“I want to live,” he says brokenly. “Just one year. Just three months. I want to go to Ye-rin’s first day of school.” Okay, now I really am crying. Are you happy, Punch? You’ve made a grown woman cry in less than ten minutes. (*sob*)
Tears well up in Ha-kyung’s eyes as she suggests Jung-hwan go to the hospital for treatment—maybe he could live a little longer that way. She promises to never forget what Tae-joon, Kang-jae, and Minister Yoon did to him and swears that she’ll bring them to justice…
“Then what about my life?” Jung-hwan asks. “What becomes of my life?” He fell into the trap Minister Yoon laid to save her son and helped Tae-joon become Prosecutor General, which to him, is no life at all. He can only leave after he makes sure they’re punished, and he along with them.
Ha-kyung worries that by exerting himself, Jung-hwan will only speed up the progression of his illness, but he won’t budge on this one—he can’t bear the thought of dying and leaving “those bastards” behind.
“I’m sorry, Jung-hwan,” she finally admits. She thought that by staying steadfast in her ways, he’d come back to her someday. But now she regrets acting like she did now that she knows how little time he has left.
She wishes she could go back and erase all the harsh things she said to him, knowing it’s too late. She apologizes again, and Jung-hwan, by way of acceptance, takes her hand.
Ha-kyung goes to Prosecutor Jung for permission to investigate Kang-jae on corruption charges, even though the witness statements have recently been thrown out. She’s asking for this favor not as a prosecutor, but as Jung-hwan’s wife.
And lo, in front of his wife, daughter, and all his daughter’s friends, Kang-jae is suddenly arrested by prosecutors from the Inspection Division. This news quickly reaches the Blue House, causing the Chief of Staff to ask Minister Yoon to withdraw her recommendation for Kang-jae to receive a presidential citation.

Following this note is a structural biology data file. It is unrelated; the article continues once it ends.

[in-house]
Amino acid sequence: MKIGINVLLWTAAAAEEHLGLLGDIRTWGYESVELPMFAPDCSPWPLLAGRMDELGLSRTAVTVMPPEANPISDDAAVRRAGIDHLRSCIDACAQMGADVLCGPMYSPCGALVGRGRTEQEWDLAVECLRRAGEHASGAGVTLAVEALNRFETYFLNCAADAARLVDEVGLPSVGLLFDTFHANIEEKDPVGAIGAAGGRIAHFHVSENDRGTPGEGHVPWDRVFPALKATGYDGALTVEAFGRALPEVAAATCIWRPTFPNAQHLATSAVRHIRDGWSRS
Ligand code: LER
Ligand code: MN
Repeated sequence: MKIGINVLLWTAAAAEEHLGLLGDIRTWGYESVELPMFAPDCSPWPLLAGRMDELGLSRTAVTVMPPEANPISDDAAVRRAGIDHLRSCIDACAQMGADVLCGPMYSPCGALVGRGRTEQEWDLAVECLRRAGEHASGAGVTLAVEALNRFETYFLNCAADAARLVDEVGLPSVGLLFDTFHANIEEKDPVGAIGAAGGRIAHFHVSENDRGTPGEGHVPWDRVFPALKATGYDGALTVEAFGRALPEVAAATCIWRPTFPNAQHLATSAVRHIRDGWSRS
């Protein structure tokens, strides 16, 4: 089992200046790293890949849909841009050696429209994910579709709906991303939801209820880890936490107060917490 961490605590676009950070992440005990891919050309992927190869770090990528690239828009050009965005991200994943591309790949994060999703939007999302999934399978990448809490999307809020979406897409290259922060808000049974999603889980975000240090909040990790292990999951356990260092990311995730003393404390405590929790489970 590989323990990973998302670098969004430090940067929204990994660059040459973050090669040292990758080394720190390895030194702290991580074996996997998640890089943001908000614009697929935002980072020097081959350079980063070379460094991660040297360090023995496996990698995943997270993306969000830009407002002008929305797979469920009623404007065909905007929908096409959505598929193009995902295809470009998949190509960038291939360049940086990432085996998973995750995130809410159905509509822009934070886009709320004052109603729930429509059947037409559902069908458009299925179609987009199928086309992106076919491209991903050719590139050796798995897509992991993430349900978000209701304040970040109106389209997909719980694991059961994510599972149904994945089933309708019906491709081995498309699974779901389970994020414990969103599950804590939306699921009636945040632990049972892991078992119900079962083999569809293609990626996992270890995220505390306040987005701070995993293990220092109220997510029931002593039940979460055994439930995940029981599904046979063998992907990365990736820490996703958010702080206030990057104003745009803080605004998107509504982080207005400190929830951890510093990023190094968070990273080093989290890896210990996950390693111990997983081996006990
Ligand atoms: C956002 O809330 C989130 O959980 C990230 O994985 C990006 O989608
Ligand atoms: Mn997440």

Tae-joon is not happy, and calls Kang-jae to ask if the sponsorship allegations are true. Kang-jae’s apology says it all, but Tae-joon vows he’ll have him out by morning—he’ll even send him a folding bed to weather the night he’ll spend in the interrogation room.
He tells Yeon-jin that he can save Kang-jae easily since he once saved Jung-hwan while he was literally dangling from a ledge, and dismisses her concern that going out of his way to help Kang-jae could come back to bite him.
Moreover, since he knows Prosecutor Jung was behind this move, he plans to contact the governor of Illinois (yes, I know), since Jung’s son was arrested there for drug possession. He’ll make sure Prosecutor Jung takes Kang-jae’s place in the interrogation room.
Yeon-jin calls Jung-hwan to warn him, though her proposed solution is for him to release Kang-jae. He tells her to proceed as planned once he sees Ho-sung and uses his phone to call Minister Yoon (since she wouldn’t answer his calls otherwise).
Once he gains an audience with her, he’s able to convince her to aid him in getting rid of Kang-jae as a way to at least slow down Tae-joon’s race for the Blue House.
To do so, Minister Yoon gets in touch with the governor of Illinois before Tae-joon can to tell him not to release any documents to the prosecutor general. We just gotta roll with this one, guys.